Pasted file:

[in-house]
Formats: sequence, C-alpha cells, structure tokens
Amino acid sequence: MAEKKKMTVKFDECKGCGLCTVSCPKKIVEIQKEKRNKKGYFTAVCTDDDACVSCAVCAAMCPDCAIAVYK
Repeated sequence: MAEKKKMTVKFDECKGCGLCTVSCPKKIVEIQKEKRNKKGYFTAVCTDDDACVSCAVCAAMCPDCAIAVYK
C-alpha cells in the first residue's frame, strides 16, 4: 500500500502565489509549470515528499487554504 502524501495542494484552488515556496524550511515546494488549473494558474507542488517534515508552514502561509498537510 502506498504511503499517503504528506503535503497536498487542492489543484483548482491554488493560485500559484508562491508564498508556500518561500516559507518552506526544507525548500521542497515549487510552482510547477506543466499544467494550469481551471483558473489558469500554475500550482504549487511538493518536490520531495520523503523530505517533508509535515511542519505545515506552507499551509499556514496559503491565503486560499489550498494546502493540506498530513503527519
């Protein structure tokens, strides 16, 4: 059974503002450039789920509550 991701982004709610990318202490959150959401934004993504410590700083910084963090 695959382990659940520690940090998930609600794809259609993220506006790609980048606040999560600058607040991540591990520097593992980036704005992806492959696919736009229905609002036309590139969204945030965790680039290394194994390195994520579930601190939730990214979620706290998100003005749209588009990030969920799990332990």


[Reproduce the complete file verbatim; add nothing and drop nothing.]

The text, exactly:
[in-house]
Formats: sequence, C-alpha cells, structure tokens
Amino acid sequence: MAEKKKMTVKFDECKGCGLCTVSCPKKIVEIQKEKRNKKGYFTAVCTDDDACVSCAVCAAMCPDCAIAVYK
Repeated sequence: MAEKKKMTVKFDECKGCGLCTVSCPKKIVEIQKEKRNKKGYFTAVCTDDDACVSCAVCAAMCPDCAIAVYK
C-alpha cells in the first residue's frame, strides 16, 4: 500500500502565489509549470515528499487554504 502524501495542494484552488515556496524550511515546494488549473494558474507542488517534515508552514502561509498537510 502506498504511503499517503504528506503535503497536498487542492489543484483548482491554488493560485500559484508562491508564498508556500518561500516559507518552506526544507525548500521542497515549487510552482510547477506543466499544467494550469481551471483558473489558469500554475500550482504549487511538493518536490520531495520523503523530505517533508509535515511542519505545515506552507499551509499556514496559503491565503486560499489550498494546502493540506498530513503527519
């Protein structure tokens, strides 16, 4: 059974503002450039789920509550 991701982004709610990318202490959150959401934004993504410590700083910084963090 695959382990659940520690940090998930609600794809259609993220506006790609980048606040999560600058607040991540591990520097593992980036704005992806492959696919736009229905609002036309590139969204945030965790680039290394194994390195994520579930601190939730990214979620706290998100003005749209588009990030969920799990332990």